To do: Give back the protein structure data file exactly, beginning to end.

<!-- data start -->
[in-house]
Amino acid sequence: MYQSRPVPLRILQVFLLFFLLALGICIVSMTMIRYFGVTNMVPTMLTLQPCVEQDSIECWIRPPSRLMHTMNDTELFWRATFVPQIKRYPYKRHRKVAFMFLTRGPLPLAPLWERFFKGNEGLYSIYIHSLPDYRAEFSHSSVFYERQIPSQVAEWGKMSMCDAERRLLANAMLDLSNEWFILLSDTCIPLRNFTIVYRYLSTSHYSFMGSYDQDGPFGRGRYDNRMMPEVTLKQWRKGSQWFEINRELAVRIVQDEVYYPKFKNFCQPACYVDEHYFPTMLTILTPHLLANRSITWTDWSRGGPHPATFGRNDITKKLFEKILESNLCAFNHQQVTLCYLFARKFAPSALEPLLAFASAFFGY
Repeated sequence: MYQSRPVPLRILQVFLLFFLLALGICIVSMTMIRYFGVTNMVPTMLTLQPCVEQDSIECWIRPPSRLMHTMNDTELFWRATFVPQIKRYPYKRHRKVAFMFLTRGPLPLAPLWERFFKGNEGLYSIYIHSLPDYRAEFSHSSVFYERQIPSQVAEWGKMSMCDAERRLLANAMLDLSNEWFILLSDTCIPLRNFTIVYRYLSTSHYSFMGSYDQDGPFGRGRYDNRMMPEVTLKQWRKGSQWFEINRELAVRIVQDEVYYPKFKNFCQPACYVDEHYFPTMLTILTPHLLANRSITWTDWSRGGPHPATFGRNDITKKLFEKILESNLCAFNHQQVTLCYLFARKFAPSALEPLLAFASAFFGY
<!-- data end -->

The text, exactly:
[in-house]
Amino acid sequence: MYQSRPVPLRILQVFLLFFLLALGICIVSMTMIRYFGVTNMVPTMLTLQPCVEQDSIECWIRPPSRLMHTMNDTELFWRATFVPQIKRYPYKRHRKVAFMFLTRGPLPLAPLWERFFKGNEGLYSIYIHSLPDYRAEFSHSSVFYERQIPSQVAEWGKMSMCDAERRLLANAMLDLSNEWFILLSDTCIPLRNFTIVYRYLSTSHYSFMGSYDQDGPFGRGRYDNRMMPEVTLKQWRKGSQWFEINRELAVRIVQDEVYYPKFKNFCQPACYVDEHYFPTMLTILTPHLLANRSITWTDWSRGGPHPATFGRNDITKKLFEKILESNLCAFNHQQVTLCYLFARKFAPSALEPLLAFASAFFGY
Repeated sequence: MYQSRPVPLRILQVFLLFFLLALGICIVSMTMIRYFGVTNMVPTMLTLQPCVEQDSIECWIRPPSRLMHTMNDTELFWRATFVPQIKRYPYKRHRKVAFMFLTRGPLPLAPLWERFFKGNEGLYSIYIHSLPDYRAEFSHSSVFYERQIPSQVAEWGKMSMCDAERRLLANAMLDLSNEWFILLSDTCIPLRNFTIVYRYLSTSHYSFMGSYDQDGPFGRGRYDNRMMPEVTLKQWRKGSQWFEINRELAVRIVQDEVYYPKFKNFCQPACYVDEHYFPTMLTILTPHLLANRSITWTDWSRGGPHPATFGRNDITKKLFEKILESNLCAFNHQQVTLCYLFARKFAPSALEPLLAFASAFFGY